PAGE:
||Issue No. 208||13 February 2004|
All The Way With FTA?
Interview: Trading in Principle
Unions: While We Were Away
Politics: Follow the Leader
Bad Boss: Safety Recidivist Fingered
Economics: Casualisation Shrouded In Myths
History: Worker Control Harco Style
Review: Other Side Of The Harbour
State Of Confusion
Give Them A Medal
All The Way With FTA?
While attention this week has focussed on the baseline losers and winners (if they actually exist) under the deal and the alarming lack of economic modelling on its overall impact, more profound questions about Australia's long-term future have slipped under the radar.
One of John Howard's more celebrated wedges has been his assertion that Australia is not part of Asia, a calculated rebuttal of Paul Keating's vision of regional engagement.
At the time, Howard proclaimed we were more a European nation than an Asian one. Now, as Will Hutton's seminal work 'The World We're In' argues, Howard has a new choice - between the conservative American and expansive, if fledgling, European models of capitalism.
While Hutton writes about Britain's predicament, there are telling similarities with the choices Australia currently faces.
He identifies three core European values: the stakeholder view of property (the proposition that with ownership comes responsibility), the belief in the social contract and the commitment to a vital public realm.
In contrast, he argues, the USA was founded on a spiritual belief that the acquisition of private property was a self-evident good, that social rules were the enemy of freedom and that the only legitimate role of the state was the protection of private property rights.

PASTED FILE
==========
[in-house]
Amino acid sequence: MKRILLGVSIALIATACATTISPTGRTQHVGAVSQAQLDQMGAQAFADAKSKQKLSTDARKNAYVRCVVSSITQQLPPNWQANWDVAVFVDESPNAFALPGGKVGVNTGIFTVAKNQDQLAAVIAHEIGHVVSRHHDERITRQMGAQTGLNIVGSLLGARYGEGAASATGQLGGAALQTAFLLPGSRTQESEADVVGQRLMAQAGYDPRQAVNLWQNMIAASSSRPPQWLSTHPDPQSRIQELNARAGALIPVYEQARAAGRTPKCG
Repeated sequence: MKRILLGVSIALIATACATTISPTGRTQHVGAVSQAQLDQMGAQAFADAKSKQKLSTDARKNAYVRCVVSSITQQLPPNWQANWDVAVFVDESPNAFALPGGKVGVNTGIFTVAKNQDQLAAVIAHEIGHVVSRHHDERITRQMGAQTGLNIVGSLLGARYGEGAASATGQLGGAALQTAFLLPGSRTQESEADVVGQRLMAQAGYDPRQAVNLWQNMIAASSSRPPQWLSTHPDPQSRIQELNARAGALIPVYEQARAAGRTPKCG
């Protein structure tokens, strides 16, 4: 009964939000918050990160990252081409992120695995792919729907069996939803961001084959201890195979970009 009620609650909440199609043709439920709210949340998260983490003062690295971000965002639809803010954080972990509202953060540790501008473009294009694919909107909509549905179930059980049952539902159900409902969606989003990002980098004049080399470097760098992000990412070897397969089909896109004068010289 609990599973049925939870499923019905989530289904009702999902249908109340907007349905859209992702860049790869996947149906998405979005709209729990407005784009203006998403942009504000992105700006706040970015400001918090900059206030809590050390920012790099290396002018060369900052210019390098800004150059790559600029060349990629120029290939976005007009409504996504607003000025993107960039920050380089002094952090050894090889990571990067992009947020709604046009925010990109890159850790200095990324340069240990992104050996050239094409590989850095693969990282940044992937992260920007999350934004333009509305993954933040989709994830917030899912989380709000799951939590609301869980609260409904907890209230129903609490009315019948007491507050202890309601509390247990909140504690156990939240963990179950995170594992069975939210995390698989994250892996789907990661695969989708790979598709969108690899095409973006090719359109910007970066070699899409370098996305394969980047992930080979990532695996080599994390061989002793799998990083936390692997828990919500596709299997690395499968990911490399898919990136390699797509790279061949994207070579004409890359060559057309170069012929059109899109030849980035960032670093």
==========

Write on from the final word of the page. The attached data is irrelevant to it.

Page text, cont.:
Hutton sees the current US conservative agenda - embodied in the Bush doctrine of unilateral military and economic dominance - as the end point of this philosophy.
Australia's choice to subvert our national interests - and those of a whole range of producers who saw the FTA as a panacea - and sidle up to the neo-cons - is also a choice about where we see our county going.
Hutton argues the emerging European economic unit is the only
avenue to check its ascent, and while similar trade barriers exist for Australian producers - the mecahanisms to address their barriers are multilateral - that is a set of global rules, that looks beyond market access, to labour standards and environmental measures as well.
For Australians, this is a useful analysis because it makes clear that the model of global capital we embrace is a choice and the model we ultimately choose will have a telling impact on the way our society evolves - or doesn't.
For Howard this is a no-brainer - all the way with George W and his discredited potpourri of Freidman economists (still waiting for the trickle down effect to leave the moneyed classes pockets), preferential trading structures and pre-emptive military adventurism.
But in asking questions about the FTA, Mark Latham is not - as Costello asserts being anti-American - he is merely bringing a rigour to the decision-making process.
If the US experience is anything to go by, this is a formula for increased wealth disparity, spiralling corporate welfare and a growing pile of body bags in a divided and hateful world.
Europe has experienced the pain of dislocation and has learnt - the fusion of Rhineland capitalism, the Nordic welfare state and the joui de vivre of the south is a tantalising mix that embraces the possibility of a more caring, peaceful century.
The Australian Labor Party is already seeking elements of this evolving model, and it may prove a useful way of differentiating it from the Tories
In the wake of the ALP National Conference, it is an interesting distinction to make - limits to executive remuneration, investment in public health and education, a commitment to multilateral solutions to the world's problems
What is clear is that there is no one economic model, simply a series of choices, that politicians and the people who elect them have to make.
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